Women lead, and women pastor. To a much lesser extent, women also plant churches, but I believe God is calling the global Church in the 21st century to take note of the potential present in women gifted and called to do a new thing. I say this not because I’m an activist for women but because I’m passionate about the Kingdom of God. By giving planters and leaders alike relevant information and tools, we can reframe the planting experience as it relates to women and release untold potential. We can also create positive, life-giving opportunities for women called to plant new works, and raise up a generation of excellent role models who inspire still other potential planters. By leaning in and caring actively for the role of women in church planting, we prove ourselves Wesleyan. We collectively determine that we will not be so pragmatic in our pursuit of church development that we leave women behind, effectively cutting ourselves off at the knees.
To make room for women at the church-planting table, we must be honest about what I call natural barriers facing women church planters (barriers faced by all women, regardless of giftedness or potential), addressing them with a generous spirit, rejecting both naiveté and defensiveness so we can help gifted and called women to lead successfully past those barriers.
How do we help women lead past the natural barriers so they can successfully plant churches and contribute in this way to the coming Kingdom? I have discerned at least four barriers in my own experience as a planter, which I believe we must honestly acknowledge and negotiate:
Leadership as a theological issue. Because 50% of Christians (statistically speaking) don’t hold our theological position on women as leaders of churches, the pool of potential church members is smaller for us from the outset. The pool of potential leaders is smaller, too. This is a unique dynamic for planters, because we are attracting people who don’t already have an emotional attachment to our church. They don’t have a history with this church that holds them in place while they acclimate to female leadership. There are people I will never meet simply because I am a woman pastor with whom they disagree theologically.
Leadership as a cultural issue. Whether we acknowledge it or not, we all have leadership biases. Most of them live in some foggy place in the back of our minds as a vague, unverbalized feeling. We want our leaders to look and act in ways that are familiar to us. We may not have reasoned through these feelings, but they are there and some of those biases have to do with the place of women in leadership. I believe, in fact, that this cultural bias is a global issue, even an issue of human fallenness and our discomforts (even subconscious discomforts) must be acknowledged honestly. How do we want women in leadership positions to act? How do we want mothers in leadership positions to act? Are we willing to allow for differences or will we cling to unspoken biases?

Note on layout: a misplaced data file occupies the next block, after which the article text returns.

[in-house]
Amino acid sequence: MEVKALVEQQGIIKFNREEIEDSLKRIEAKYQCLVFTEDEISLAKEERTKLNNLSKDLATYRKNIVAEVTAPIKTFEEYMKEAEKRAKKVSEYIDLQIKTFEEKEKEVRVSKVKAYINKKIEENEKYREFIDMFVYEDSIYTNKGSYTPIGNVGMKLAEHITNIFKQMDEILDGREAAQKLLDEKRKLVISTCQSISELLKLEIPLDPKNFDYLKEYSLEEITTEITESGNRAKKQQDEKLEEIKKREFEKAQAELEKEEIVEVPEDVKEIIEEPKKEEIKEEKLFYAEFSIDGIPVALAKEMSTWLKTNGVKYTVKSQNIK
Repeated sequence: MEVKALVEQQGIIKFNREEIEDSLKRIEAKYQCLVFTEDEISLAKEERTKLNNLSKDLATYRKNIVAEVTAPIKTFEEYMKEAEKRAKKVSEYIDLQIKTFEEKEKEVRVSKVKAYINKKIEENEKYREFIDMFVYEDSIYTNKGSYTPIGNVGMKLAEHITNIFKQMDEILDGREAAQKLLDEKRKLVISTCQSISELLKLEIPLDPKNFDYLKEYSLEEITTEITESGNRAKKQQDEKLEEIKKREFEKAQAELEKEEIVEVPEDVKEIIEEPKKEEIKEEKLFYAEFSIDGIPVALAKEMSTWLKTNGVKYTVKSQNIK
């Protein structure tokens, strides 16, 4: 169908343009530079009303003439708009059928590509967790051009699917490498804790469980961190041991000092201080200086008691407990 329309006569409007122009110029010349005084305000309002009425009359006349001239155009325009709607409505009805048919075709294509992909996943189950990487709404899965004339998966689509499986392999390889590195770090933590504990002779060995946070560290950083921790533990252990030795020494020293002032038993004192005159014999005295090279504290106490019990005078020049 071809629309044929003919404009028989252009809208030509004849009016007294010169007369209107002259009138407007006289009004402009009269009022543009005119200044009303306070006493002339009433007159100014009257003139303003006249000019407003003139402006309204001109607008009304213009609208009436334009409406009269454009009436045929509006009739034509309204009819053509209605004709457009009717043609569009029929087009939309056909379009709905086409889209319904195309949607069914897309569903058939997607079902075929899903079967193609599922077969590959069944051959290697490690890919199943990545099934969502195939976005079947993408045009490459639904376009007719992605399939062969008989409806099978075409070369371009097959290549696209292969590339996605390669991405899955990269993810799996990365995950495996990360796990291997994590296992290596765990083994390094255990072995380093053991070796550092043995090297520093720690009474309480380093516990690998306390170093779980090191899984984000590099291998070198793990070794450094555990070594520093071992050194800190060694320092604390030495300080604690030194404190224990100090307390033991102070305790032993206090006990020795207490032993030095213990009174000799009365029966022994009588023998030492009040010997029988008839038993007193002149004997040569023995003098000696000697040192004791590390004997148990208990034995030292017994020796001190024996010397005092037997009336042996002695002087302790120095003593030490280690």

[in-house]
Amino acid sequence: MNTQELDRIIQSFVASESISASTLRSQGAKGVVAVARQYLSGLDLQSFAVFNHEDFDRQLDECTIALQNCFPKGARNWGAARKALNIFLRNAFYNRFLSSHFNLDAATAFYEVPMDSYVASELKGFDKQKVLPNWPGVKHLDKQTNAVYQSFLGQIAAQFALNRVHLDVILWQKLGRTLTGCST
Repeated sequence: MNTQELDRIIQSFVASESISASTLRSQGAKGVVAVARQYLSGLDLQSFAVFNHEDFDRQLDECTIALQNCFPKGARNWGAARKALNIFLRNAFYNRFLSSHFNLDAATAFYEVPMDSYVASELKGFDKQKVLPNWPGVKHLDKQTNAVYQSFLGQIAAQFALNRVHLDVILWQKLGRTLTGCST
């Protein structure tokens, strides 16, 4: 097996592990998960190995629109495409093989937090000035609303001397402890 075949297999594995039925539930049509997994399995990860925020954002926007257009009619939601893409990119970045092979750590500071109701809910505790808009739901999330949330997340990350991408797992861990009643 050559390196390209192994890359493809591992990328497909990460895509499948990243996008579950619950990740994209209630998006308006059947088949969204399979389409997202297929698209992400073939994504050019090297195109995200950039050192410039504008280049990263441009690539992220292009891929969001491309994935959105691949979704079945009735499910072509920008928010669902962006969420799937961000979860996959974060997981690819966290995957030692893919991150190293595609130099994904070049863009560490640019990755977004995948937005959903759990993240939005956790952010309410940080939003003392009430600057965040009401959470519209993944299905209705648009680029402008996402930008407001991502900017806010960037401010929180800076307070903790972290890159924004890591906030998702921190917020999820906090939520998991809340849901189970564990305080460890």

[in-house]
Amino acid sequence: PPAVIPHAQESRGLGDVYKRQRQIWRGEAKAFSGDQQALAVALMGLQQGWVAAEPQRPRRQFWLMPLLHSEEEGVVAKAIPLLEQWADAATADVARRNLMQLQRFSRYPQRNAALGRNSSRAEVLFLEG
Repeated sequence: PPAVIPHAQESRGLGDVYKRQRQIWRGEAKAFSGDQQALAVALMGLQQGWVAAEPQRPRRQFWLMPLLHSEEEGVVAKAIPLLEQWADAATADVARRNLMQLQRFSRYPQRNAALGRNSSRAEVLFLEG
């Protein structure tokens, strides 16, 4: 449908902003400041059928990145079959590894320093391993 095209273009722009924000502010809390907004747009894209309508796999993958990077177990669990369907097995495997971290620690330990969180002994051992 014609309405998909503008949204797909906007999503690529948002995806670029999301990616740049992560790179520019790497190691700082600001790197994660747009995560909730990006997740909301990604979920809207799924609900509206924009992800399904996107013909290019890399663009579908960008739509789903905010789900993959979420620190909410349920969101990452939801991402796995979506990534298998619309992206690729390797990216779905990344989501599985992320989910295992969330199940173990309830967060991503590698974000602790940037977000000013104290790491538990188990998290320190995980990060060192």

Leadership as a resource issue. Resources to equip women church planters are still very much in the developmental stage. Training opportunities are often geared toward a male audience. Women may find few mentors and coaches equipped to help negotiate the cultural biases influencing the communities within which we serve. In fact, we may identify few if any role models in our local context. Faced with these and other more typical lifestyle pressures, women church planters are challenged to succeed in an area of ministry that is difficult for even the best trained among pastors. Resources for church planting in general are limited, causing boards and agencies to make gender-biased choices. A clergywoman reports being told by a denominational official, “There is little evidence supporting the idea that women can successfully plant churches, so we’re not willing to put any resources into it.” That’s a mindset that must change.
Leadership as a denominational issue. For all the above reasons, I maintain that growth for a female-pastored church plant may be different than growth for a male-pastored church plant. This isn’t an issue of failure but pace. Much of the conversation in the church-planting world these days focuses on rapid growth, but women may not be able to meet that standard. Benchmarks should be carefully, sensitively calibrated so success has a chance to happen because as we’ve already said, we’re drawing from a smaller pool and pushing against culture.
We are challenged to hear Jesus as he tells Mary, “Go and tell the others,” and to trust that he is speaking that word to women still today. In fact, he is. He is raising up women leaders all over the world, many of whom are being equipped to plant churches, many of whom are leading tremendous moves of the Spirit.
In order for us to be most useful to a new generation of planters, we must be eyes-wide-open and honest about these barriers to growth in churches planted by women, even as we think soberly about ways to maneuver past them.